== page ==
Startup Manager is not offering the Recovery HD for booting

Discussion in 'OS X Mavericks (10.9)' started by Mac2013orlater, Oct 21, 2014.

  1. Mac2013orlater, Oct 21, 2014
    Last edited: Oct 23, 2014

    Mac2013orlater macrumors member

    Joined:
    Feb 2, 2014
    #1
    All that below is about os x 10.9.5 on iMac 2013 Late with SSD as the only internal drive and the mentioned os x installed on it and working without big problems.
    At partition/disk level the ssd is as delivered by Apple, no adaptations were made by user at partition/logical disk level.
    Merely the File Vault 2 was applied to this SSD.
    That means amongst others no BootCamp.
    Disk Utility presents for this SSD 4 items: Macintosh HD, EFI (grey color font), Macintosh HD (grey color font), Recovery HD (grey color font).

    The Recovery Mode (by starting the mac while cmd+R is depressed) starts and seems to work pretty well.
    However the Startup Manager (by starting the mac while the alt/option key depressed) does not offer the Recovery HD for booting.
    It does offer merely the Macintosh HD for booting.
    According to some article in web to which in this forum it is widely and frequently referring to,
    the Startup Manager should also offer the Recovery HD on the system disk for booting.

    I wonder why in case of this mac this does not happen?
    Is this the valid and known design of 10.9.5 or the root cause to be searched where else?

    I have a clone of that Recovery HD on some external USB storage.
    The Startup Manager does offer this Recovery HD for booting very well.
    Where the difference in handling these two Recovery HD's come from?
     
  2. Weaselboy Moderator

    Weaselboy

    Staff Member

    Joined:
    Jan 23, 2005
    Location:
    California
    #2
    Totally normal. When you turn on FileVault the recovery HD boot option goes away from the startup manager, and is only available via command-r.
     
  3. Mac2013orlater thread starter macrumors member

    Joined:
    Feb 2, 2014
    #3
    Thanks to Weaselboy for helpful information!

    The conclusion for me is, all is fine with that Mac.
    No more troubleshooting is needed. Valuable time can be
    invested in tasks which really need it.

    This is highly interesting.
    I was namely - regarding this issue - a long time in contact with Apple.
    A support ticket/case was open to clarify this issue.
    Many weeks in discussion with senior level Apple support.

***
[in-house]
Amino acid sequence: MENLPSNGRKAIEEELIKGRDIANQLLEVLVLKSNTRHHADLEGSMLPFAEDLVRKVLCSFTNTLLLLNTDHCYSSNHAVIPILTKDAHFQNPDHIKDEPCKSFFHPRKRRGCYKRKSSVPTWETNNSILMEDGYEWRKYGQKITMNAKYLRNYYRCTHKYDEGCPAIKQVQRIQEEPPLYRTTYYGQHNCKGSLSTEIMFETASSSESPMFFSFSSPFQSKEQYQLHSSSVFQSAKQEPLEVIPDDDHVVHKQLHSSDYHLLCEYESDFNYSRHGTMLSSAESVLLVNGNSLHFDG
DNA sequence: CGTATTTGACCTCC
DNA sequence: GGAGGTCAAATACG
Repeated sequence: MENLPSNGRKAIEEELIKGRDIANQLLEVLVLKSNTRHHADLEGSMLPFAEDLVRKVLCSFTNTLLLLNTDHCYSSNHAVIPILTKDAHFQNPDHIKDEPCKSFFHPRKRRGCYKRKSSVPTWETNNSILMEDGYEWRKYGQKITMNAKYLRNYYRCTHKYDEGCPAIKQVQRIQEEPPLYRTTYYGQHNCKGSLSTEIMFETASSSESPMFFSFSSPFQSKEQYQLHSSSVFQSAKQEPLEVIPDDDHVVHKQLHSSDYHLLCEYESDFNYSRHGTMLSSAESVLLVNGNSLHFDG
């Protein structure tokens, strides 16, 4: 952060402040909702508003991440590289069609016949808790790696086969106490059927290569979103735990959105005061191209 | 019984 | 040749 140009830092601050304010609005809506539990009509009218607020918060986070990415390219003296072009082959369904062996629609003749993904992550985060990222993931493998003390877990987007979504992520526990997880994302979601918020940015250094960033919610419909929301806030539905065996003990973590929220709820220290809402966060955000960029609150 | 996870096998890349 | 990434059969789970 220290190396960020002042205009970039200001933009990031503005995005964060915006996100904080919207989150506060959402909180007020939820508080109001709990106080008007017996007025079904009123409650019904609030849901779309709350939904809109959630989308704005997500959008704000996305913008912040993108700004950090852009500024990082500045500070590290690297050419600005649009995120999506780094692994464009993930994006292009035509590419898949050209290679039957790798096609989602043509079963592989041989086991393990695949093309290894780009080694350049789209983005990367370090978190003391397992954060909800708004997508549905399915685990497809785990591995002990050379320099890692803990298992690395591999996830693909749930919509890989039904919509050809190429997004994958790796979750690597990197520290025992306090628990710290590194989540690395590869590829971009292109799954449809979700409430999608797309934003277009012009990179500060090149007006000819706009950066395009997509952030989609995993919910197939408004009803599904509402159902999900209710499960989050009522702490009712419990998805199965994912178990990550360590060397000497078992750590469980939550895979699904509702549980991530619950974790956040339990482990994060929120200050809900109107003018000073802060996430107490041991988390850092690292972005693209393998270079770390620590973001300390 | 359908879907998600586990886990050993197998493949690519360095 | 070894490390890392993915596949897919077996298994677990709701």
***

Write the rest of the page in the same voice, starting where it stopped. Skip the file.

In the beginning the Apple support was informed the system disk is
    protected by File Vault 2.
    Lot of weeks of trials, tests and try-maybe-this checks.
    No single word on side of Apple expert about the issue connections to FV2.
    Finally the contact broke without single word of announcement.
     
  4. Weaselboy Moderator

    Weaselboy

    Staff Member

    Joined:
    Jan 23, 2005
    Location:
    California
    #4
    Yikes... that's pretty bad that Apple was not familiar with this. :eek:
     
  5. Mac2013orlater thread starter macrumors member

    Joined:
    Feb 2, 2014
    #5
    Actually, I wonder why is this that way.
    If a lack of ability to see partitions within big encrypted container is the reason
    the system startup partition should not be visible for SM as well. FV2 makes whole disk encryption.
    Is the property as you point out described in any Apple public document?
     
  6. Weaselboy Moderator

    Weaselboy

    Staff Member

    Joined:
    Jan 23, 2005
    Location:
    California
    #6
    http://support.apple.com/kb/ht4811

    It mentions it in this doc, but no real explanation.

    The recovery partition is actually not inside the encrypted space, so I really don't know the exact reason Apple sets it up like this.

    If you run the command "diskutil list" (without the quotes) in Terminal you can see the partition layout.
     
  7. Mac2013orlater thread starter macrumors member

    Joined:
    Feb 2, 2014
    #7
    Hmm, I am not sure the article you are referring to is describes the behavior as
    you described it here previously.
    What is the source of your statement? Some Apple source of knowledge? Which one? Or rather all your experiences with Mac ?
     
  8. Weaselboy Moderator

    Weaselboy

    Staff Member

    Joined:
    Jan 23, 2005
    Location:
    California
    #8
    I'm not really clear what you are after.

    If you run the command below in Terminal to will see the layout of the hidden EFI and recovery partitions and you will see they are not inside the encrypted core storage space.

    Code:
    diskutil cs list
    You can test the different scenarios I described with option vs. command-r boot on your system and you can verify what I have said.
     

Share This Page